Skip to content

Languages: A Ghazal.

 

By MANASH FIRAQ BHATTACHARJEE.

.

“The number you have dialled doesn’t exist,” it says in three languages.
~ Mirza Waheed, Facebook, 7 September, 2019.

.

“The number you have dialled doesn’t exist,” it says in three languages.
You think it can’t be true. You dial again. You rue the ruse of languages.

They locked the house of prayer. They fear what god may tell you.
Words are homeless, like stones. You risk the barricade of languages.

“Kashmir is a jewel in the crown”: He said, in his master’s voice.
“Uneasy lies the head…” Shakespeare warned kings, across languages.

There’s a hole in every heart. There’s a bullet in every memory.
There’s a grave in every silence. Time is a wreath of languages.

For Salim Tihrani,1 Kashmir was the lazy mole on Laila’s cheek.
Behold the audacity of Farsi by its metaphors, in other languages.

Zafar Khan declared himself the nightingale of Kashmir’s roses.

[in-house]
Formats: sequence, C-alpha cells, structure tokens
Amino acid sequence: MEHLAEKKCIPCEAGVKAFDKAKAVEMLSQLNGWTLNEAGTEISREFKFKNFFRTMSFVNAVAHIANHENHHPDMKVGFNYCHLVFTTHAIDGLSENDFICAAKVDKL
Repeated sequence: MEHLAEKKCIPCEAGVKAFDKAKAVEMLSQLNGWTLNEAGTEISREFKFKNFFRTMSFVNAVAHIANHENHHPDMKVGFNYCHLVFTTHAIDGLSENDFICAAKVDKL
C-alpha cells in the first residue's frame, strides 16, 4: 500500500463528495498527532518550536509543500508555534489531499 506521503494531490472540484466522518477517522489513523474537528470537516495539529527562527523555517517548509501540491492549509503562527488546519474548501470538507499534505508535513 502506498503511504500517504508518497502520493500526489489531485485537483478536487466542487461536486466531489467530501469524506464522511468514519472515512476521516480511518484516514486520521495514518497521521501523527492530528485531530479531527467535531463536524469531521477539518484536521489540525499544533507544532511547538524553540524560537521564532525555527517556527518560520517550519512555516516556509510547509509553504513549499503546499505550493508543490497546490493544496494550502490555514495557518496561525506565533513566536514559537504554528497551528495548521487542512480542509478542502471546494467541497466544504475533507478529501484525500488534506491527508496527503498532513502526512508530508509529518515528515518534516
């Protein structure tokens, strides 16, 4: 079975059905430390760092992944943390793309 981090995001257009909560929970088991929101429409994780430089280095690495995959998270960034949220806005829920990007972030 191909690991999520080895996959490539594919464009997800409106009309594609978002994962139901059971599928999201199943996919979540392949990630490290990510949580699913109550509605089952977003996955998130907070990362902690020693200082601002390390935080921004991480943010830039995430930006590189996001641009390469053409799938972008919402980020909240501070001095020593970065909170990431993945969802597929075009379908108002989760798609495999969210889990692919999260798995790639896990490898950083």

Delicate aspirations are rare. Even in Persian, of all languages.

The decadent Mughals had an eye for cruelty, another for beauty.
Under the chinar’s shade,2 poetry blossomed in imperial languages.

The moon sinks on Laila’s eyes. They are hunting for nightingales.
Terror is a nervous mole on the cheek. It speaks in many languages.

Will there be respite? Will history ever pause on its misdeeds?
You’ll grow old, Firaq. Such questions will exhaust languages.


Manash Firaq Bhattacharjee is a poet and writer. His poems have appeared in World Literature Today, Rattle, The London Magazine, New Welsh Review, Mudlark, Acumen, The Fortnightly Review, Hobart, Glass: A Review of Poetry, and other publications. His first collection of poetry, Ghalib’s Tomb and Other Poems, was published by The London Magazine in 2013. He is  also the author of Looking for the Nation: Towards Another Idea of India (Speaking Tiger Books, 2018).

NOTES.

  1. The references to Salim Tihrani and Zafar Khan are from Sunil Sharma’s Mughal Arcadia: Persian Literature in an Indian Court, Harvard University Press, Cambridge, 2017.
  2. Akbar planted the chinar trees in the Kashmir valley, after annexing it in 1586.

Post a Comment

Your email is never published nor shared. Required fields are marked *
*
*

You can add images to your comment by clicking here.